W.Va. mine has years of serious violations, officials say

Officials say rescue teams hoping to find four missing workers after an explosion in a West Virginia mine had to abandon their mission when they discovered signs of fire and smoke. An explosion in the mine killed 25 people earlier this week.
By Steven Mufson, Kimberly Kindy and Ed O'Keefe
Washington Post Staff Writers
Friday, April 9, 2010

The U.S. Mine Safety and Health Administration has ordered the evacuation of miners from parts of the Upper Big Branch coal mine 64 times since the beginning of 2009 because of safety violations, but federal regulators said the mine did not show the "pattern of violation" that would have allowed them to take harsher measures.

The orders to withdraw miners from the site, where at least 25 workers died in an explosion this week, included one for "imminent danger" because miners had to wade through 48 inches of water in one section, records show.

Tony Oppegard, a former federal regulator, said the number of safety violations is "off the charts." Oppegard, who represents miners dismissed for refusing to do unsafe work, added: "You're past the point of a red flag and you're really in a crisis situation." Last night, MSHA said that in the past year, the Upper Big Branch mine exceeded national averages in eleven citation categories and that for the most serious type of safety violation the mine had more than 11 times the national rate.

There were also problems with the mine's four-mile-long ventilation system. Even though it won the approval of federal regulators last October, it was shown in a test in March to be circulating less than half the volume of air intended to keep levels of combustible coal dust and methane within a safe range.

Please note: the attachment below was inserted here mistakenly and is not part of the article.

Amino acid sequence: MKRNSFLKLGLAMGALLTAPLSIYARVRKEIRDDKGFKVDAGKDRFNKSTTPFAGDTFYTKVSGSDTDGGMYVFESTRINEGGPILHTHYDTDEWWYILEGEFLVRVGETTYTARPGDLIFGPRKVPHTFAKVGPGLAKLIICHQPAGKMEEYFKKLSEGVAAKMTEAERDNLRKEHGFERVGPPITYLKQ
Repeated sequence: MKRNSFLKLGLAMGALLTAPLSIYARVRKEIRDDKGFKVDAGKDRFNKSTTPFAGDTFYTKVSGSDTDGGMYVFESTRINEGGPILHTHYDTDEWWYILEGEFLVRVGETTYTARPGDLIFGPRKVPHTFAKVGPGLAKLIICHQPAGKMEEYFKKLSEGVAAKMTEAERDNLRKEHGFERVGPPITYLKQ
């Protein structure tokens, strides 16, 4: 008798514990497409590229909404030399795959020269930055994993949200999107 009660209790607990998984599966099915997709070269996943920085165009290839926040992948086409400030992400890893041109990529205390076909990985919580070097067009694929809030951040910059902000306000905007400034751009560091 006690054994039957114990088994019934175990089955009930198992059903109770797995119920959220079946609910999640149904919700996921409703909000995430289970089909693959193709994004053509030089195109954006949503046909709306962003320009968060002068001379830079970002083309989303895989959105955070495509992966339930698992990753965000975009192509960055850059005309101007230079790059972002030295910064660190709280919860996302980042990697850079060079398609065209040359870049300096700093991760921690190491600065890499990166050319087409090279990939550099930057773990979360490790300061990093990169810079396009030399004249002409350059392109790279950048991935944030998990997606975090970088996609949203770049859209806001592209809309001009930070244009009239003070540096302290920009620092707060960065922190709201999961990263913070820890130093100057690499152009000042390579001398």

In an incident in January, the federal safety administration found that for three weeks a foreman did not take action after a citation noted that air was flowing the wrong way in the ventilation system.

The new details about the troubled safety record of the West Virginia mine emerged as experts sought to explain what might have caused the explosion Monday -- and why the Mine Safety and Health Administration did not take tougher action given the rising number of citations there.

President Obama will meet next week with Labor Secretary Hilda Solis and Mine Safety and Health Administrator Joe Main to get their assessment of the cause of the nation's worst coal mining disaster in more than a quarter-century and their recommendations on preventing accidents.

At the mine, owned by Massey Energy, rescue workers waited most of Thursday for holes to be drilled to vent explosive gases so that teams could resume their search for the four miners still unaccounted for.

"This is still a rescue mission to us," said Massey's chief operating officer, J. Christopher Adkins.

The time spent by MSHA inspectors at the Upper Big Branch mine has increased every year since 2007, the agency said. Although the law requires MSHA to inspect underground coal mines at least four times a year, it can boost the frequency if needed.

This year, MSHA enforcement personnel have already spent 51 days and have logged 803 hours inspecting the Upper Big Branch site. In 2009, MSHA enforcement personnel logged 180 days and 2,999 hours at the Upper Big Branch mine.

"It's not only not normal, it's not acceptable," Oppegard said. "In my view, that mine should have been subjected to more aggressive enforcement actions than were taken by the agency."

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